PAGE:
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Thread: This is what all school shop classes should be like

  1. #1
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    This is what all school shop classes should be like

    I dont know the school or the area but hey any school shop class that boasts a CNC machine, sawstop edge sander etc and most important of all a teacher prepared to do this kind of project .....well now to me thats real education.

    Each of those kids can leave school with having had experience at the full process of innovation jig making manufacturing cad design you name it all in one project.

    Very impressive. How common is this kind of setup around the country, what dictates a shop having a setup like this?

    http://www.youtube.com/watch?v=_sDu5...layer_embedded
    cheers

  2. #2
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    Quote Originally Posted by Rob Keeble View Post
    what dictates a shop having a setup like this?]
    $$$$$$$$$$$$$$$$$$$$$$$$$$$$$$$$$$$$$$$$$$$$$$$$$$ $$$
    Jon

    God and family, the rest is icing on the cake. I'm so far behind, I think I'm in first place!

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  3. #3
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    Quote Originally Posted by Rob Keeble View Post
    I dont know the school or the area but hey any school shop class that boasts a CNC machine, sawstop edge sander etc and most important of all a teacher prepared to do this kind of project .....well now to me thats real education.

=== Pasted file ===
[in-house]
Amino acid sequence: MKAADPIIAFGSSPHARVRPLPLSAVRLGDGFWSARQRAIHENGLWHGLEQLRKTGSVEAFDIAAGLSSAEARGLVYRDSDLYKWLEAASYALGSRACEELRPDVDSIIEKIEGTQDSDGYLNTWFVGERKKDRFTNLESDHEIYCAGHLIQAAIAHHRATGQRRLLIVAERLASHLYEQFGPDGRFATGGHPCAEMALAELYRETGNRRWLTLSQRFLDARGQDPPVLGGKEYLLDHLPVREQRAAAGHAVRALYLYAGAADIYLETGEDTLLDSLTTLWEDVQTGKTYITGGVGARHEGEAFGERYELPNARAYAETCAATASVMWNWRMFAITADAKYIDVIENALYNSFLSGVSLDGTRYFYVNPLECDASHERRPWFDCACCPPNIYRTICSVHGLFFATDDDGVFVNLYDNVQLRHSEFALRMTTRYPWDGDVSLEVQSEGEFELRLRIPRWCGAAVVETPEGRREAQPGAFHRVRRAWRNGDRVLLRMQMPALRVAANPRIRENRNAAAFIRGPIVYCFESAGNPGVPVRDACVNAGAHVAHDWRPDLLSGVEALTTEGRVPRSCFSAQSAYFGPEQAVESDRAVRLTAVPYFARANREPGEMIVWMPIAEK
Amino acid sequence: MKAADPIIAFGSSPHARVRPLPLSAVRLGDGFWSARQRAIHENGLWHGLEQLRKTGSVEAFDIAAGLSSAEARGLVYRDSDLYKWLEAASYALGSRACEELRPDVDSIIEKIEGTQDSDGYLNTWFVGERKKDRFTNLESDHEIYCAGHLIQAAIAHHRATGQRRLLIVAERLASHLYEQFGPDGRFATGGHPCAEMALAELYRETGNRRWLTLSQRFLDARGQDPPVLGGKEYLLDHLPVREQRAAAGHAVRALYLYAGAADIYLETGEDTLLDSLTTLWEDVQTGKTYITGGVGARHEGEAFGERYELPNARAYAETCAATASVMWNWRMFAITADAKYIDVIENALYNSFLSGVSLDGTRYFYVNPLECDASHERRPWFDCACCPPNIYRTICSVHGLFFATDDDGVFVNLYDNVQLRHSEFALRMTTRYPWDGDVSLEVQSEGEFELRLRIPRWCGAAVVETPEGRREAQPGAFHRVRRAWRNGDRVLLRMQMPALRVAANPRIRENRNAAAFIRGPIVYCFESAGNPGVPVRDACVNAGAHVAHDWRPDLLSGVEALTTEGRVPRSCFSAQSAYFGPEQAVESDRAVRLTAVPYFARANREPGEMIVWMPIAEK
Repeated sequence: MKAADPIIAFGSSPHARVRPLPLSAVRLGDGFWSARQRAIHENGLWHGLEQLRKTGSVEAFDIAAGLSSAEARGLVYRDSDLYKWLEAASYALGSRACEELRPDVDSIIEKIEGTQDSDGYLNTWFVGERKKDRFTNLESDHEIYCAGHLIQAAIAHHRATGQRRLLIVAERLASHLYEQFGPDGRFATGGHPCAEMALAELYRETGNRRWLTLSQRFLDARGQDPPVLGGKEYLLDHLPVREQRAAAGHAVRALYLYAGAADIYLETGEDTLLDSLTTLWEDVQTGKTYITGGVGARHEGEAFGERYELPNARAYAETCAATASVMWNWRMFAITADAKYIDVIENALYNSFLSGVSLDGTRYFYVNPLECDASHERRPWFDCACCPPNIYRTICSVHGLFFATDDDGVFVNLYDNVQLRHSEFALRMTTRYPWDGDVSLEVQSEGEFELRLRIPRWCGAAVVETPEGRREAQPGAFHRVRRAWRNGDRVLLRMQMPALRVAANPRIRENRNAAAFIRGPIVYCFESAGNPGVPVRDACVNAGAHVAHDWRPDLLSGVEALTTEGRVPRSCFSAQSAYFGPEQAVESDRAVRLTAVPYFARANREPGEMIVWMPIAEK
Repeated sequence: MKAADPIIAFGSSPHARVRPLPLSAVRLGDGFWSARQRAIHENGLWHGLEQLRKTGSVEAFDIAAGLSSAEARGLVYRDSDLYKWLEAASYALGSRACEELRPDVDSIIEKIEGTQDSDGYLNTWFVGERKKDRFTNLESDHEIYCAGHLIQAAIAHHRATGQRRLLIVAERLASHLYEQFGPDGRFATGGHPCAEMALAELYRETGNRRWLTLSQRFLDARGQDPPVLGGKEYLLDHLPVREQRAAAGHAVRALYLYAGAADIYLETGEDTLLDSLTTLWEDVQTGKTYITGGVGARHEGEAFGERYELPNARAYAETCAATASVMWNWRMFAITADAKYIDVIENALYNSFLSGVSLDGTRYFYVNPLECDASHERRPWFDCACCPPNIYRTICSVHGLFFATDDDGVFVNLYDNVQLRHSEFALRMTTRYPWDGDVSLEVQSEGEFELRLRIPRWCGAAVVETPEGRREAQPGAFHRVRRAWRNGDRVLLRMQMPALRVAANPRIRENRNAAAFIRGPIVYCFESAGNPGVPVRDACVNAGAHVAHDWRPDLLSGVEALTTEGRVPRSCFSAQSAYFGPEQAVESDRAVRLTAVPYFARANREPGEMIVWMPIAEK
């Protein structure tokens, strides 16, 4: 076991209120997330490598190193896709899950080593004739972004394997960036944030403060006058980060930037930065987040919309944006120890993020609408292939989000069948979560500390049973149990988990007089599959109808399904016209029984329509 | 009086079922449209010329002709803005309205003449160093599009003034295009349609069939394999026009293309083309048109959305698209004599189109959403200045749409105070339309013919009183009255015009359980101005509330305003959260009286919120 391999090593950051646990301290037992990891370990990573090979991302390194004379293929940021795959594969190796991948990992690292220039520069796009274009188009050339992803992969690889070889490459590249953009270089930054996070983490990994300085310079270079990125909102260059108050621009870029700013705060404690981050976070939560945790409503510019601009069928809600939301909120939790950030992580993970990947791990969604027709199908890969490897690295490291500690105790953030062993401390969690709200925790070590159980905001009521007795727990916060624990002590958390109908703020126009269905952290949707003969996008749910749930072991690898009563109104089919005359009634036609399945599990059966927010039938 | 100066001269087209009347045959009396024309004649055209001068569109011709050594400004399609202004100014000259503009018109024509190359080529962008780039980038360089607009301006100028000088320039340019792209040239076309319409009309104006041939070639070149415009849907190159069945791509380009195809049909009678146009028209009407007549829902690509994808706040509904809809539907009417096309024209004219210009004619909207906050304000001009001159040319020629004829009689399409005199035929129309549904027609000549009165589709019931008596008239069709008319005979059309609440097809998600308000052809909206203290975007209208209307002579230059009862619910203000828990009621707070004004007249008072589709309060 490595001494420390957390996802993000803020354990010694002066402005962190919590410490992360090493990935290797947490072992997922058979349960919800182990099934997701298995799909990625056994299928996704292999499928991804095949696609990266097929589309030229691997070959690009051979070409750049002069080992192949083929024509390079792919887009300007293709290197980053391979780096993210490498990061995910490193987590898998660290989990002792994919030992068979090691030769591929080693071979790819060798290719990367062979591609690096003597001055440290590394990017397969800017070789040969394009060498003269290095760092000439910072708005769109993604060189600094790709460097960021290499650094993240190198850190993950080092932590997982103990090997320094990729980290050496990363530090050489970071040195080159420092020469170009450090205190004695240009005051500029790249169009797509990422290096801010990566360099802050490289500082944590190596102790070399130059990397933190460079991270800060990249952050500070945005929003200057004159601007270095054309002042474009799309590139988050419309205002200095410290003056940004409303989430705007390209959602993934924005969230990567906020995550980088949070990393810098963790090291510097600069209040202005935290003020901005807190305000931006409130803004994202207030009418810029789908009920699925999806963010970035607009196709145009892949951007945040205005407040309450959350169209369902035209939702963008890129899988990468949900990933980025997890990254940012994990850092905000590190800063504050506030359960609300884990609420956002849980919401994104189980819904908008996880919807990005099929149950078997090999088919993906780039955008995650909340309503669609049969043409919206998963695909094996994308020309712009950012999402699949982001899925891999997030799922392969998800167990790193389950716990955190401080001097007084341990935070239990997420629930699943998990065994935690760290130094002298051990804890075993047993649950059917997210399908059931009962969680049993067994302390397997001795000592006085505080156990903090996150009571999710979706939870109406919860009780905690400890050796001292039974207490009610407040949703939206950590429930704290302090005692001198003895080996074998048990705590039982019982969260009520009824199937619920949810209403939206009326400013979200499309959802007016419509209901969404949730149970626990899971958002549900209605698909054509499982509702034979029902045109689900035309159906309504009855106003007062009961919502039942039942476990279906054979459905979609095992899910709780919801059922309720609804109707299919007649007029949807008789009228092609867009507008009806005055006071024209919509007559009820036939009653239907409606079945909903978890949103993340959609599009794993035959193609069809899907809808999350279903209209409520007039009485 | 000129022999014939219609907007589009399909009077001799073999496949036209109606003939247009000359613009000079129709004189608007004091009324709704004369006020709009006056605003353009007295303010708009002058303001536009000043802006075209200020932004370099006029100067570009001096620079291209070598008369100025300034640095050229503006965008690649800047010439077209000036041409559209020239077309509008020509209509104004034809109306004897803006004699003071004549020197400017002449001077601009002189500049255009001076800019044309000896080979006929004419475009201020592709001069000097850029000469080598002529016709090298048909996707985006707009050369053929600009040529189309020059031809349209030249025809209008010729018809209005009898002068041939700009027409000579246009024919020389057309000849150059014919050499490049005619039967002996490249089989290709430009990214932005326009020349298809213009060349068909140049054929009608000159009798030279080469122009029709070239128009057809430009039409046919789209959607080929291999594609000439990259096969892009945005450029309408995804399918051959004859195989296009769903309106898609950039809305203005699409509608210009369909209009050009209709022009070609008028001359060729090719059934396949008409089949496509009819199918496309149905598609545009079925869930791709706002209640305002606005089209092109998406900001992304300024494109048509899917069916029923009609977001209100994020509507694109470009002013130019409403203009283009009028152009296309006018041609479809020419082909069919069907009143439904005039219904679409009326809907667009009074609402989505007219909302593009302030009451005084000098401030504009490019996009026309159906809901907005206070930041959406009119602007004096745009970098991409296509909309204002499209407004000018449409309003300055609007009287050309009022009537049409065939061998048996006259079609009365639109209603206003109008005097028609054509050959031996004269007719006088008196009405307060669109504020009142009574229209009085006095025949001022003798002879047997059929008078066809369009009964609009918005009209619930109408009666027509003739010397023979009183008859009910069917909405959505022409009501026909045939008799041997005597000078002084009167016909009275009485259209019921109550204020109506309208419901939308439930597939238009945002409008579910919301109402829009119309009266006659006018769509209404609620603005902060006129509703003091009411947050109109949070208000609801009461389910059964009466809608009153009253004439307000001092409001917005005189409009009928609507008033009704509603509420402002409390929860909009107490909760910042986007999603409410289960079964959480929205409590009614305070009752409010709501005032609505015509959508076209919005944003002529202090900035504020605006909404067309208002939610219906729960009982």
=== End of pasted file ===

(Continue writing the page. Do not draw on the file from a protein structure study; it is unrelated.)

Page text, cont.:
I agree completely.
    Jon

    God and family, the rest is icing on the cake. I'm so far behind, I think I'm in first place!

    Host of the 2015 FAMILY WOODWORKING GATHERING

  4. #4
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    Quote Originally Posted by Rob Keeble View Post
    Very impressive. How common is this kind of setup around the country
    Yes it is. How common? I don't know, know that a few exist, usually around a large city or a large industrial park that is interested in setting a standard for incoming laborers. It is the age old problem, the teacher that can do all of that can actually make more money easier in industry than they can in education. Consequently, in the '70's, many great Industrial Arts teachers quit teaching to make great money in industry.
    Jon

    God and family, the rest is icing on the cake. I'm so far behind, I think I'm in first place!

    Host of the 2015 FAMILY WOODWORKING GATHERING

  5. #5
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    and to add insult to injury the schools closed the shop programs, college was more important than trades..now its flopped again and no trades available..
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  6. #6
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    But i heard thats changing again Larry. Specifically up in Canada they realizing it needs to change. We lucky to have Mike Holmes who is a bit of a campaigner for this creating public awareness to this problem. He keeps pointing out that there is a huge shortage of trades coming down the line, no matter how willing at some stage the body of the old pros just wont be able to allow them to keep going. Then people will see shoddy work and all that goes with it.